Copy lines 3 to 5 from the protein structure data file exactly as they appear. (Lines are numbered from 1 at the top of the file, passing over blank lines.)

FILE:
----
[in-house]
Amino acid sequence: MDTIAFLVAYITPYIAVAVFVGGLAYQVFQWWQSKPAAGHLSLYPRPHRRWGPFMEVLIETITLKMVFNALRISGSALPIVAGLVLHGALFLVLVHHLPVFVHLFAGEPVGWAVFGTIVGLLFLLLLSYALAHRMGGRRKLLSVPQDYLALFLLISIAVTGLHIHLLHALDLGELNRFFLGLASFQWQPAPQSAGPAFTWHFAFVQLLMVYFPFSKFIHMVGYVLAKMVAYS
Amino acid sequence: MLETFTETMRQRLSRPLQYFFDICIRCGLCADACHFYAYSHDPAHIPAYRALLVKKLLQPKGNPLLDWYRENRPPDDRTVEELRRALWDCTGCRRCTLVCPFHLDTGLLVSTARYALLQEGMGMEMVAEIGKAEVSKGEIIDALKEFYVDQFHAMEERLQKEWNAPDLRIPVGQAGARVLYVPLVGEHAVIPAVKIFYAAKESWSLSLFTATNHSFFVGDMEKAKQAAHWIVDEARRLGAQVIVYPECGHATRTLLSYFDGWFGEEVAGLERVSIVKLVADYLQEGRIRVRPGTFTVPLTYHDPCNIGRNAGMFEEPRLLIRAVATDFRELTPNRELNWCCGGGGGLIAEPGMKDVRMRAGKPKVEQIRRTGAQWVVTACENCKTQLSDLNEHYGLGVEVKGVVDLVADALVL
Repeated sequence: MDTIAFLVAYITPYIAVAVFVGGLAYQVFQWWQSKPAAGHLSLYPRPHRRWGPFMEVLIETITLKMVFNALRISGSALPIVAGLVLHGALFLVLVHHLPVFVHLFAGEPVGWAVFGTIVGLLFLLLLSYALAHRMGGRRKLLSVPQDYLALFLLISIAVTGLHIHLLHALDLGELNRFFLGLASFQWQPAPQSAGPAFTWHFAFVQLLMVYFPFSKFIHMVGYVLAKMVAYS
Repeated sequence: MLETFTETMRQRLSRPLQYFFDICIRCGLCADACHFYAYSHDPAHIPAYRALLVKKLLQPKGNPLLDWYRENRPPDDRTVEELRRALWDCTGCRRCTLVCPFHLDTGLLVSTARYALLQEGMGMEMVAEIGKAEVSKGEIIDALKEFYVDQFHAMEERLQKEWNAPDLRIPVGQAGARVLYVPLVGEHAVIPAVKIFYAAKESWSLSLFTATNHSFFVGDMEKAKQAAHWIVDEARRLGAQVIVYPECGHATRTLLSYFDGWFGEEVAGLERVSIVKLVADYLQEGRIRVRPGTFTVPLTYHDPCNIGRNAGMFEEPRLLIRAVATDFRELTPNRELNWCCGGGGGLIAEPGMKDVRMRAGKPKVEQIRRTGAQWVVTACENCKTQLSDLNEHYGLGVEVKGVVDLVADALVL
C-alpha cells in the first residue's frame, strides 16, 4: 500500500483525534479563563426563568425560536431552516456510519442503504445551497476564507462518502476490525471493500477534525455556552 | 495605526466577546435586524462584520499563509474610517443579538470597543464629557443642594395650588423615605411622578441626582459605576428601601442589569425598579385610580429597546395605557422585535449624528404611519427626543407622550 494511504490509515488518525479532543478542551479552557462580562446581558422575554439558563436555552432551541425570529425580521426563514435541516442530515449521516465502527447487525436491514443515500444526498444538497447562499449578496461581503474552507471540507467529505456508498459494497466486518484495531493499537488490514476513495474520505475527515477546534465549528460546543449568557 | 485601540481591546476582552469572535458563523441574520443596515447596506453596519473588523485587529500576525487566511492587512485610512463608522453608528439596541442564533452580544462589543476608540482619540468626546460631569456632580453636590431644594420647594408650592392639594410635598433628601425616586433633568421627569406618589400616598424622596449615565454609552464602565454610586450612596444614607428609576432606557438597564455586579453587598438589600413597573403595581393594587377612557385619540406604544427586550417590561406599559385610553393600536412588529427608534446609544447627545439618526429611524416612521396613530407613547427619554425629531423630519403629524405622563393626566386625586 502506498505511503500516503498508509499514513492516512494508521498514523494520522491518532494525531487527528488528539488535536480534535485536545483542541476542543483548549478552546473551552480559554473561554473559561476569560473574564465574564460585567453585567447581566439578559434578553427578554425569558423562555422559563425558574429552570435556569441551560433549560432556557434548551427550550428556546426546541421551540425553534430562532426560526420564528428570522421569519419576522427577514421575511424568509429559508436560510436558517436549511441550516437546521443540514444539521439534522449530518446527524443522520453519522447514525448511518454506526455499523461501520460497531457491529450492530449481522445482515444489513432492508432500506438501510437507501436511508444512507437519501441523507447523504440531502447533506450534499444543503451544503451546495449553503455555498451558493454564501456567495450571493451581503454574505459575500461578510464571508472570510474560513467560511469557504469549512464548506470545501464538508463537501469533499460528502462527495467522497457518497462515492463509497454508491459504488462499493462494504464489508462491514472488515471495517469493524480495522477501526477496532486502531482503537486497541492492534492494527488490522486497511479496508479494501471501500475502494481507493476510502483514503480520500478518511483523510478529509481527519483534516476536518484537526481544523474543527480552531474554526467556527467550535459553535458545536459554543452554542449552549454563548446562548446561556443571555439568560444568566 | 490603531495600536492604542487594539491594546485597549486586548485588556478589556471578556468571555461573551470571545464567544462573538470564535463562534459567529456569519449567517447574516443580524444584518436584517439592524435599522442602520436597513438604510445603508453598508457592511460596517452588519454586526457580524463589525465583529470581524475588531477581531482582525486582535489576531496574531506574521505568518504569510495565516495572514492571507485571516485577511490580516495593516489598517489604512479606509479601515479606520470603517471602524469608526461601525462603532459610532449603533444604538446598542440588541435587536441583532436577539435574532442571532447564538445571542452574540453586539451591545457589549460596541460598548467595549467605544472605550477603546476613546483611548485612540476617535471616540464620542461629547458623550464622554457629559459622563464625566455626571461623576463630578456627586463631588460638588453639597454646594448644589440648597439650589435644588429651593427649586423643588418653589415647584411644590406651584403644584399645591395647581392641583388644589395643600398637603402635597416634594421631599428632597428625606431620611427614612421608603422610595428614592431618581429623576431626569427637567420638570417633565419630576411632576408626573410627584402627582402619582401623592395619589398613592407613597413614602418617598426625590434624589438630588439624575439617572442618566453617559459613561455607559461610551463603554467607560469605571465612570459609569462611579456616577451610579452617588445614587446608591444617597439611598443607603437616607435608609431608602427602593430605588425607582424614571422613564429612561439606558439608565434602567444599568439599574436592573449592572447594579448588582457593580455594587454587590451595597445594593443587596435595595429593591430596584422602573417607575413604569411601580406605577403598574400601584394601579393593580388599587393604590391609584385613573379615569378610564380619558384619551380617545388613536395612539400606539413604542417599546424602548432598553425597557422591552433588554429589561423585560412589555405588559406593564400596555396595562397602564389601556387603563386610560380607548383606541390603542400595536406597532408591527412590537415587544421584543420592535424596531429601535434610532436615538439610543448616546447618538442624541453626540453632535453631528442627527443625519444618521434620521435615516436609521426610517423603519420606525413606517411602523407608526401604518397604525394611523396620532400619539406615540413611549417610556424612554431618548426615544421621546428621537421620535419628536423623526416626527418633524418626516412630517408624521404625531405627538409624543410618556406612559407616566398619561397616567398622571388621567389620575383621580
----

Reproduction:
Amino acid sequence: MLETFTETMRQRLSRPLQYFFDICIRCGLCADACHFYAYSHDPAHIPAYRALLVKKLLQPKGNPLLDWYRENRPPDDRTVEELRRALWDCTGCRRCTLVCPFHLDTGLLVSTARYALLQEGMGMEMVAEIGKAEVSKGEIIDALKEFYVDQFHAMEERLQKEWNAPDLRIPVGQAGARVLYVPLVGEHAVIPAVKIFYAAKESWSLSLFTATNHSFFVGDMEKAKQAAHWIVDEARRLGAQVIVYPECGHATRTLLSYFDGWFGEEVAGLERVSIVKLVADYLQEGRIRVRPGTFTVPLTYHDPCNIGRNAGMFEEPRLLIRAVATDFRELTPNRELNWCCGGGGGLIAEPGMKDVRMRAGKPKVEQIRRTGAQWVVTACENCKTQLSDLNEHYGLGVEVKGVVDLVADALVL
Repeated sequence: MDTIAFLVAYITPYIAVAVFVGGLAYQVFQWWQSKPAAGHLSLYPRPHRRWGPFMEVLIETITLKMVFNALRISGSALPIVAGLVLHGALFLVLVHHLPVFVHLFAGEPVGWAVFGTIVGLLFLLLLSYALAHRMGGRRKLLSVPQDYLALFLLISIAVTGLHIHLLHALDLGELNRFFLGLASFQWQPAPQSAGPAFTWHFAFVQLLMVYFPFSKFIHMVGYVLAKMVAYS
Repeated sequence: MLETFTETMRQRLSRPLQYFFDICIRCGLCADACHFYAYSHDPAHIPAYRALLVKKLLQPKGNPLLDWYRENRPPDDRTVEELRRALWDCTGCRRCTLVCPFHLDTGLLVSTARYALLQEGMGMEMVAEIGKAEVSKGEIIDALKEFYVDQFHAMEERLQKEWNAPDLRIPVGQAGARVLYVPLVGEHAVIPAVKIFYAAKESWSLSLFTATNHSFFVGDMEKAKQAAHWIVDEARRLGAQVIVYPECGHATRTLLSYFDGWFGEEVAGLERVSIVKLVADYLQEGRIRVRPGTFTVPLTYHDPCNIGRNAGMFEEPRLLIRAVATDFRELTPNRELNWCCGGGGGLIAEPGMKDVRMRAGKPKVEQIRRTGAQWVVTACENCKTQLSDLNEHYGLGVEVKGVVDLVADALVL